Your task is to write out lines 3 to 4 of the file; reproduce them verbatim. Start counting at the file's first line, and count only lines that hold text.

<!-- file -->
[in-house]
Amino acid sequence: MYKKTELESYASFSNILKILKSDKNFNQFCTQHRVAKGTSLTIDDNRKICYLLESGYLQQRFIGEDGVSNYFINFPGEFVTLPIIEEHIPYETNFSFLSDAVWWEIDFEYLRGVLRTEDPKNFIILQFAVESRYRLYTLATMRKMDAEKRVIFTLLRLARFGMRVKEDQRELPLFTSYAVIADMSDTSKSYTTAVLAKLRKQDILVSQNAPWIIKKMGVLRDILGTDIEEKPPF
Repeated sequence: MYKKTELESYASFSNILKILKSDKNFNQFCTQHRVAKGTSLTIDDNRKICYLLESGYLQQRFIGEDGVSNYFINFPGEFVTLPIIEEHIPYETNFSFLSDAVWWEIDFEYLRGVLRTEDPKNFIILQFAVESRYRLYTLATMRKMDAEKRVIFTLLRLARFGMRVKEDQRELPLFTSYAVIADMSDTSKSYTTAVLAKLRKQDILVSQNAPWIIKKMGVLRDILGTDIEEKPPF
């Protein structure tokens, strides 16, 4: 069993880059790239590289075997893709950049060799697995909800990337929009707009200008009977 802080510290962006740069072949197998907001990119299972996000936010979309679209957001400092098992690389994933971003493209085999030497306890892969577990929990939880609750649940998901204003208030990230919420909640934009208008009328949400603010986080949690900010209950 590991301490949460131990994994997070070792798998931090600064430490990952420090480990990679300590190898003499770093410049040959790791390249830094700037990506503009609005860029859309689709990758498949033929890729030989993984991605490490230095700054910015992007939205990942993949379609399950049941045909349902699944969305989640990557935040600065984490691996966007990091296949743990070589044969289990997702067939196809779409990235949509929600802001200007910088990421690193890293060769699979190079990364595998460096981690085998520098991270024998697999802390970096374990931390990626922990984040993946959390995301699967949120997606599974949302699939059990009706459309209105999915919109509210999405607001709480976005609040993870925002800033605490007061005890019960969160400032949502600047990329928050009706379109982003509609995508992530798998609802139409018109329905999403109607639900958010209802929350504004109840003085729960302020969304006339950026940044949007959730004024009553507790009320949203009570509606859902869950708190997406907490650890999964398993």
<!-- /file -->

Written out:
Repeated sequence: MYKKTELESYASFSNILKILKSDKNFNQFCTQHRVAKGTSLTIDDNRKICYLLESGYLQQRFIGEDGVSNYFINFPGEFVTLPIIEEHIPYETNFSFLSDAVWWEIDFEYLRGVLRTEDPKNFIILQFAVESRYRLYTLATMRKMDAEKRVIFTLLRLARFGMRVKEDQRELPLFTSYAVIADMSDTSKSYTTAVLAKLRKQDILVSQNAPWIIKKMGVLRDILGTDIEEKPPF
């Protein structure tokens, strides 16, 4: 069993880059790239590289075997893709950049060799697995909800990337929009707009200008009977 802080510290962006740069072949197998907001990119299972996000936010979309679209957001400092098992690389994933971003493209085999030497306890892969577990929990939880609750649940998901204003208030990230919420909640934009208008009328949400603010986080949690900010209950 590991301490949460131990994994997070070792798998931090600064430490990952420090480990990679300590190898003499770093410049040959790791390249830094700037990506503009609005860029859309689709990758498949033929890729030989993984991605490490230095700054910015992007939205990942993949379609399950049941045909349902699944969305989640990557935040600065984490691996966007990091296949743990070589044969289990997702067939196809779409990235949509929600802001200007910088990421690193890293060769699979190079990364595998460096981690085998520098991270024998697999802390970096374990931390990626922990984040993946959390995301699967949120997606599974949302699939059990009706459309209105999915919109509210999405607001709480976005609040993870925002800033605490007061005890019960969160400032949502600047990329928050009706379109982003509609995508992530798998609802139409018109329905999403109607639900958010209802929350504004109840003085729960302020969304006339950026940044949007959730004024009553507790009320949203009570509606859902869950708190997406907490650890999964398993």